Practical Applications of Reputation Management

I just held a follow up webinar to my workshop at the Automotive Marketing Boot Camp on Reputation Management. I waited for a few weeks to see what dealers who attended would implement and how their progress was going. I wanted to share results from three people, because it covers a lot of situations you may run into.

 

The first person to offer up comments said that it was going slowly because they had a “digitally challenged boss.” They were doing it all themselves. They wanted to implement new ideas but their boss did not want to hear about changes.

 

My suggestion: Work on getting one salesperson and one service advisor who are advocates of his and ask them to get people to post reviews. Once you have some positive reviews posted and feedback from these “helpers” in the dealership about how easy it was to get customers to post and how they feel it is important, your boss may see things differently. Remember without specific details, your boss will think changes are drastic, time consuming, and will take too much to implement. Start slowly.

 

The second person had great news. They took two stores from their group and in one month had over 100 reviews each using techniques from the workshop.

 

They implemented the use of iPads very effectively. They ran a raffle for employees with the winner receiving an iPad. The great way they ran the contest was that for each review the employee got a ticket to put in the raffle jar and then one ticket was chosen. They also took the winning department out to dinner on the company, which turned out to be the service department.

 

First, notice that the service department received the most reviews, but in many dealerships, service is not the place they choose to focus on reviews even though they have three times the volume of sales. Dealers are afraid of bad reviews, but remember: Customers will tell you where you are falling short so that you can address and improve. Don’t hide, it does not fix any problems.

 

Secondly, they involved everyone in the dealership by giving employees a ticket per review. If they just counted total reviews, you would have had one or two people contending for the iPad and the people who are on the low end would give up, because they will not win. By giving value to each reviews/ticket, people keep pushing till end of the contest. You never know if the last ticket on the last day was the winner.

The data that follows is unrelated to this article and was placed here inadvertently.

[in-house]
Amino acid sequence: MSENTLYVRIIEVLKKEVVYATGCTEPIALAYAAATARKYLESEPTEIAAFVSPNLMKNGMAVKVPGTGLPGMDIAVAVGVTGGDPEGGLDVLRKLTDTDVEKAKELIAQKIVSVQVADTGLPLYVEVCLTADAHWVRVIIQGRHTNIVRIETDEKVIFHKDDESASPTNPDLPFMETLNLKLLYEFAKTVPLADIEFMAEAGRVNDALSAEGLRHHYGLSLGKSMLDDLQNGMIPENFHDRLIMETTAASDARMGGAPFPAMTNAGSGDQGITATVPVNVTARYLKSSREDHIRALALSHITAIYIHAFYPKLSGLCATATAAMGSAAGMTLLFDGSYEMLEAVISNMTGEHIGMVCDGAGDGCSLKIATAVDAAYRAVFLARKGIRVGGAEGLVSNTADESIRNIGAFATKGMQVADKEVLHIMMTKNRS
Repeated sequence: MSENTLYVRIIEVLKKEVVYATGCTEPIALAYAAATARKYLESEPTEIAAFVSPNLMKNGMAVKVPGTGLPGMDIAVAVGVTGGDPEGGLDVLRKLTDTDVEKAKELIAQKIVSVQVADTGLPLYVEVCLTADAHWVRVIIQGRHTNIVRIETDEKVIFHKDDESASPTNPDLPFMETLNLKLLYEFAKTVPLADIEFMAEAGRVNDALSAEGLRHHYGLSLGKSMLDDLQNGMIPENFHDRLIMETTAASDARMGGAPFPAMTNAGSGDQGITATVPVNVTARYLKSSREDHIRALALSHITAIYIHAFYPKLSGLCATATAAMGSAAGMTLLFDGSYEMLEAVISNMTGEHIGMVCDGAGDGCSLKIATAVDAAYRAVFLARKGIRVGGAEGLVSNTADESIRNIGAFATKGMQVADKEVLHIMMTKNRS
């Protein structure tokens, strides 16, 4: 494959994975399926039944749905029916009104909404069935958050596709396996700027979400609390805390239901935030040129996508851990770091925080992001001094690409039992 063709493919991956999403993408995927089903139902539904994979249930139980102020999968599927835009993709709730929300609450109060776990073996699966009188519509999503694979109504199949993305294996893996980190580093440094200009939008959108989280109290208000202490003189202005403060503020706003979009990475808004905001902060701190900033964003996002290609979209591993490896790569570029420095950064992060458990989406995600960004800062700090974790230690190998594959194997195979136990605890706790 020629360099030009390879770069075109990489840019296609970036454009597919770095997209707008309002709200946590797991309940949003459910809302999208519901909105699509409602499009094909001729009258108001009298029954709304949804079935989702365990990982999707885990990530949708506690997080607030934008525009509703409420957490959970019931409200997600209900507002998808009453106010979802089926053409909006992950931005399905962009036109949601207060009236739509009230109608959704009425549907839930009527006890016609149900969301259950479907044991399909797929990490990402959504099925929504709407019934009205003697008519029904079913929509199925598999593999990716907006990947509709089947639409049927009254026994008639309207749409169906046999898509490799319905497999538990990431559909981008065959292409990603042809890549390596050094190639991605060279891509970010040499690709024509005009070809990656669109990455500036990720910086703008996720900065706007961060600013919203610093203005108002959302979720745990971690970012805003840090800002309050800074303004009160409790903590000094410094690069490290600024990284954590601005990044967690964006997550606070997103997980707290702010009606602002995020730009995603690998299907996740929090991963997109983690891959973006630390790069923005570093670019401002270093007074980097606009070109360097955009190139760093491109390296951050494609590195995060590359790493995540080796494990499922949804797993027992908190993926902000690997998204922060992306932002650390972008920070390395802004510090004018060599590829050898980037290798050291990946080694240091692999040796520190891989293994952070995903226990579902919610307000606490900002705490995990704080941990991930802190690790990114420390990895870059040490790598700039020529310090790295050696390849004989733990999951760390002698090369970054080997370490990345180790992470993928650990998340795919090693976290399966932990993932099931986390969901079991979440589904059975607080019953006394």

Lastly, they took the team out, not the top service person. This again creates a team mentality that they are all in this together.

 

Great job to this individual and their teams; they are going to begin rolling this out to their other stores in the group.

 

The third person focused on using both the Dealer Rater and Presto Review platforms. He works on getting people to do an in-house review with Presto and then follows up with an email asking them to go to Dealer Rater as well. He has seen great success using this tactic.

 

His struggle, however, is with getting his whole team involved, both sales and service. To help motivate his team, he has decided to play on the ego of the employees in two very cool ways. First he has a flat screen in the waiting area with reviews rolling so people can see them. Sales people love seeing their name up there and employees kid each other when they see their name up and not someone else’s. Don’t underestimate the effectiveness of a team pushing each other to be successful. Get them started and get out of their way.

 

Secondly he uses the SEO capability of the Presto Review platform to optimize the reviews not only for the car or service but also for the name of the salesperson. He then shows the salesperson or advisor how when they Google their own name they dominate the first few pages of Google, because they are accumulating reviews. This is exciting for the employee.

 

Then he told me something that made me really proud. He taught the sales and service people to use their Presto Reviews website when they are in the appraisal process or getting initial information. They pull up the reviews and let the potential customer read reviews, saying, “See what other people have said about me and why they did business with us.” Some may say it is a bit cocky but it has increased business, so why not be proud of your results.

 

In the book Influence, the Power of Persuasion by Robert Caldini, he states that we as people like to be part of a winning team. I could not agree more in regards to receiving reviews. If you have set up posters, POS products, email templates, dialogue from your personnel all focusing on wanting feedback from the customer, and then when a customer goes online to post they see large amounts of people who have previously posted they will also want to be part of that team. No one wants to be left out.

 

I want to thank those who participated in the follow up webinar and sharing their successes and also their struggles. We will continue the dialogue and I look forward to seeing you at a Reputation Management Workshop in the future.

 

Brian Pasch is the CEO of PCG Digital Marketing. For more information, please visit www.pcgdigitalmarketing.com.

 

 

 

 

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